of such a movement would not only have disposed of Hancock for the day, but would have thrown a powerful force perpendicular to General Grant's centre and right wing, already confronted by General Ewell.
There is a lull all along the line.
It is the ominous stillness that precedes the tornado.
Three brigadas under Mahone — a dangerous man — are already in position for the flank attack, whose spectre seems to have been haunting Hancock from the beginning.
No wonder, it was so near Chancellorsville.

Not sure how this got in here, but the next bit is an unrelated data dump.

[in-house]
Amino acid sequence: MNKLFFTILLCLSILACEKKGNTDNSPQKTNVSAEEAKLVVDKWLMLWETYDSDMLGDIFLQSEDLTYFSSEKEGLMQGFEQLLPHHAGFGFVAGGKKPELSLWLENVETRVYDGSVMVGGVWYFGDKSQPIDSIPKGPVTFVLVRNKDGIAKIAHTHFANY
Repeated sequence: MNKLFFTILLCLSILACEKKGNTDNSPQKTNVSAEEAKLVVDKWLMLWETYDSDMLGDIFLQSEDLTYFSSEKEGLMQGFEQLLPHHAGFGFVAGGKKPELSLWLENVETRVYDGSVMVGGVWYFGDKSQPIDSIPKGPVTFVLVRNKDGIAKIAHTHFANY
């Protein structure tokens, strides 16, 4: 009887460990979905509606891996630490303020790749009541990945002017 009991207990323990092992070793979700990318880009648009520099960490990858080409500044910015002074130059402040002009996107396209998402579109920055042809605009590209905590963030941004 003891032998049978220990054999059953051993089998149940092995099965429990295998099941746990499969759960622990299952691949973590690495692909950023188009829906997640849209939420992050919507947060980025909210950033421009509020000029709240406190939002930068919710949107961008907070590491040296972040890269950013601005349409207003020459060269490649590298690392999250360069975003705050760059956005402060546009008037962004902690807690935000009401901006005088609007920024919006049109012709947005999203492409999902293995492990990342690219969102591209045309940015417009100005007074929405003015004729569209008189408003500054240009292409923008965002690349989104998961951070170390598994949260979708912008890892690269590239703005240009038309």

A yell and a volley announce the opening of the tragedy.
The din of battle rolls eastward; the enemy are giving way. It is a moment pregnant with momentous results, and to those of us not engaged one of intense anxiety.
The left brigades begin to move forward.
Already they have made considerable progress; and still eastward roll the fiery billows of war. Can it be possible that we are on the eve of a great victory?
But the fire begins to slacken; the advance movement ceases.